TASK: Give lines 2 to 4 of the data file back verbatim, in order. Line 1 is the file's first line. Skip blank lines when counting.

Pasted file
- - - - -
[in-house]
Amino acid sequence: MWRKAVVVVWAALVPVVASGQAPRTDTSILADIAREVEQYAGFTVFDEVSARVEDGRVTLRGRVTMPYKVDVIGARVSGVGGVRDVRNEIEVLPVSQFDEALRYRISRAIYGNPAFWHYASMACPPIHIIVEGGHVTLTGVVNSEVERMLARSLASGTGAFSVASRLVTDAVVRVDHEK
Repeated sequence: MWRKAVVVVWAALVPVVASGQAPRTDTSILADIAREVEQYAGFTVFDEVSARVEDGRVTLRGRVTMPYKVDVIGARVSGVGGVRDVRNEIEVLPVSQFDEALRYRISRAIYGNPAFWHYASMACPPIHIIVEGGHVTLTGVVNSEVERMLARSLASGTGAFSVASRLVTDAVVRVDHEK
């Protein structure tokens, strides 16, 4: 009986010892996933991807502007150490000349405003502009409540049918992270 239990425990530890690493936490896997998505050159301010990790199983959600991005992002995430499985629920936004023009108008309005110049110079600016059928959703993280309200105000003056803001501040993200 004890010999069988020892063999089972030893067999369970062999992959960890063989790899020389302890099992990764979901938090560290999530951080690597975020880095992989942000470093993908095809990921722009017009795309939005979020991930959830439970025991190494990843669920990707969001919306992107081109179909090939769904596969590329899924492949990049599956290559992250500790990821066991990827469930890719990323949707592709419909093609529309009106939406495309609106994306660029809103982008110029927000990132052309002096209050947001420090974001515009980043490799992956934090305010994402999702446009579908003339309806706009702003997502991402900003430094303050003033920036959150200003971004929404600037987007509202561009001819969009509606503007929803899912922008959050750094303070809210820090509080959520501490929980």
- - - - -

Amino acid sequence: MWRKAVVVVWAALVPVVASGQAPRTDTSILADIAREVEQYAGFTVFDEVSARVEDGRVTLRGRVTMPYKVDVIGARVSGVGGVRDVRNEIEVLPVSQFDEALRYRISRAIYGNPAFWHYASMACPPIHIIVEGGHVTLTGVVNSEVERMLARSLASGTGAFSVASRLVTDAVVRVDHEK
Repeated sequence: MWRKAVVVVWAALVPVVASGQAPRTDTSILADIAREVEQYAGFTVFDEVSARVEDGRVTLRGRVTMPYKVDVIGARVSGVGGVRDVRNEIEVLPVSQFDEALRYRISRAIYGNPAFWHYASMACPPIHIIVEGGHVTLTGVVNSEVERMLARSLASGTGAFSVASRLVTDAVVRVDHEK
């Protein structure tokens, strides 16, 4: 009986010892996933991807502007150490000349405003502009409540049918992270 239990425990530890690493936490896997998505050159301010990790199983959600991005992002995430499985629920936004023009108008309005110049110079600016059928959703993280309200105000003056803001501040993200 004890010999069988020892063999089972030893067999369970062999992959960890063989790899020389302890099992990764979901938090560290999530951080690597975020880095992989942000470093993908095809990921722009017009795309939005979020991930959830439970025991190494990843669920990707969001919306992107081109179909090939769904596969590329899924492949990049599956290559992250500790990821066991990827469930890719990323949707592709419909093609529309009106939406495309609106994306660029809103982008110029927000990132052309002096209050947001420090974001515009980043490799992956934090305010994402999702446009579908003339309806706009702003997502991402900003430094303050003033920036959150200003971004929404600037987007509202561009001819969009509606503007929803899912922008959050750094303070809210820090509080959520501490929980």